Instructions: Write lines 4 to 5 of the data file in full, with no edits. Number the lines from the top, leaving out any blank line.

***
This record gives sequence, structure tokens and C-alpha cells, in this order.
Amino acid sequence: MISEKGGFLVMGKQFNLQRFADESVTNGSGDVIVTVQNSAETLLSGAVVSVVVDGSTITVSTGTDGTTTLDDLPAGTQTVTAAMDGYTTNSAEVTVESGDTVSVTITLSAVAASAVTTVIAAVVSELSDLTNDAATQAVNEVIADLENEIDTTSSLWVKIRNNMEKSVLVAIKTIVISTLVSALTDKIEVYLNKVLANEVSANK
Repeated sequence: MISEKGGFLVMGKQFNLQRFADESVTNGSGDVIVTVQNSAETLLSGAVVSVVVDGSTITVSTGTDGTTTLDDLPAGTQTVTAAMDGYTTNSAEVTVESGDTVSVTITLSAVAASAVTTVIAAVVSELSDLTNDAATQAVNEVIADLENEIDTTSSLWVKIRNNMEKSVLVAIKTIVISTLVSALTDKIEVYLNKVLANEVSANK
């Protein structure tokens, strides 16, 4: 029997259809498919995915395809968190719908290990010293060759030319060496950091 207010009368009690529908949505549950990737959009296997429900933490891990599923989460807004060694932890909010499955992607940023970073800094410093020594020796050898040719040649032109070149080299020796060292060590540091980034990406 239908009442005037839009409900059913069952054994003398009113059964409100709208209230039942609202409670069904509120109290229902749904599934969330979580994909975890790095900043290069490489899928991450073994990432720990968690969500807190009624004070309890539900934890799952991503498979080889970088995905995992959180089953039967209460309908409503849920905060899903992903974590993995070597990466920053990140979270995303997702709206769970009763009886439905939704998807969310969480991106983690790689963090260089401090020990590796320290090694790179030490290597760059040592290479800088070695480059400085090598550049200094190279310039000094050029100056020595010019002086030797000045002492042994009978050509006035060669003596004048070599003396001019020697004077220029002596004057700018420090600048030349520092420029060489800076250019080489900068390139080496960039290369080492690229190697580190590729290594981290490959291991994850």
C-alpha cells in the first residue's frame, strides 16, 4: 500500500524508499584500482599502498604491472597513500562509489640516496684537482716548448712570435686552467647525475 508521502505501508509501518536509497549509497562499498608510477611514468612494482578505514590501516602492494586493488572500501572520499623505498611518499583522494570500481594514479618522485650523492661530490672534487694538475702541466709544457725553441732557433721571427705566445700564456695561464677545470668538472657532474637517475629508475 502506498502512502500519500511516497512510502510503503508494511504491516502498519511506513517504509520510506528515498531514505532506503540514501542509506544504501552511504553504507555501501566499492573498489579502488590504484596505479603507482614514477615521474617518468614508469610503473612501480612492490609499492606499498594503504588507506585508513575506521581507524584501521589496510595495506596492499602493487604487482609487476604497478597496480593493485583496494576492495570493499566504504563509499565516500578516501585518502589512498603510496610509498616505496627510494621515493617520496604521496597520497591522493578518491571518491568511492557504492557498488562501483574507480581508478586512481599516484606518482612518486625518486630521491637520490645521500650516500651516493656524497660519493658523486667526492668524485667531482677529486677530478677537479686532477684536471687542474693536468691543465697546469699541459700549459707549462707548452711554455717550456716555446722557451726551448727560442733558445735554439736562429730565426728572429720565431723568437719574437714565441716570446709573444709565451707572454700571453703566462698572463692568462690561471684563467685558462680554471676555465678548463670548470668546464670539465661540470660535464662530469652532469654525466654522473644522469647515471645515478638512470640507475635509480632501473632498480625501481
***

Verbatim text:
């Protein structure tokens, strides 16, 4: 029997259809498919995915395809968190719908290990010293060759030319060496950091 207010009368009690529908949505549950990737959009296997429900933490891990599923989460807004060694932890909010499955992607940023970073800094410093020594020796050898040719040649032109070149080299020796060292060590540091980034990406 239908009442005037839009409900059913069952054994003398009113059964409100709208209230039942609202409670069904509120109290229902749904599934969330979580994909975890790095900043290069490489899928991450073994990432720990968690969500807190009624004070309890539900934890799952991503498979080889970088995905995992959180089953039967209460309908409503849920905060899903992903974590993995070597990466920053990140979270995303997702709206769970009763009886439905939704998807969310969480991106983690790689963090260089401090020990590796320290090694790179030490290597760059040592290479800088070695480059400085090598550049200094190279310039000094050029100056020595010019002086030797000045002492042994009978050509006035060669003596004048070599003396001019020697004077220029002596004057700018420090600048030349520092420029060489800076250019080489900068390139080496960039290369080492690229190697580190590729290594981290490959291991994850």
C-alpha cells in the first residue's frame, strides 16, 4: 500500500524508499584500482599502498604491472597513500562509489640516496684537482716548448712570435686552467647525475 508521502505501508509501518536509497549509497562499498608510477611514468612494482578505514590501516602492494586493488572500501572520499623505498611518499583522494570500481594514479618522485650523492661530490672534487694538475702541466709544457725553441732557433721571427705566445700564456695561464677545470668538472657532474637517475629508475 502506498502512502500519500511516497512510502510503503508494511504491516502498519511506513517504509520510506528515498531514505532506503540514501542509506544504501552511504553504507555501501566499492573498489579502488590504484596505479603507482614514477615521474617518468614508469610503473612501480612492490609499492606499498594503504588507506585508513575506521581507524584501521589496510595495506596492499602493487604487482609487476604497478597496480593493485583496494576492495570493499566504504563509499565516500578516501585518502589512498603510496610509498616505496627510494621515493617520496604521496597520497591522493578518491571518491568511492557504492557498488562501483574507480581508478586512481599516484606518482612518486625518486630521491637520490645521500650516500651516493656524497660519493658523486667526492668524485667531482677529486677530478677537479686532477684536471687542474693536468691543465697546469699541459700549459707549462707548452711554455717550456716555446722557451726551448727560442733558445735554439736562429730565426728572429720565431723568437719574437714565441716570446709573444709565451707572454700571453703566462698572463692568462690561471684563467685558462680554471676555465678548463670548470668546464670539465661540470660535464662530469652532469654525466654522473644522469647515471645515478638512470640507475635509480632501473632498480625501481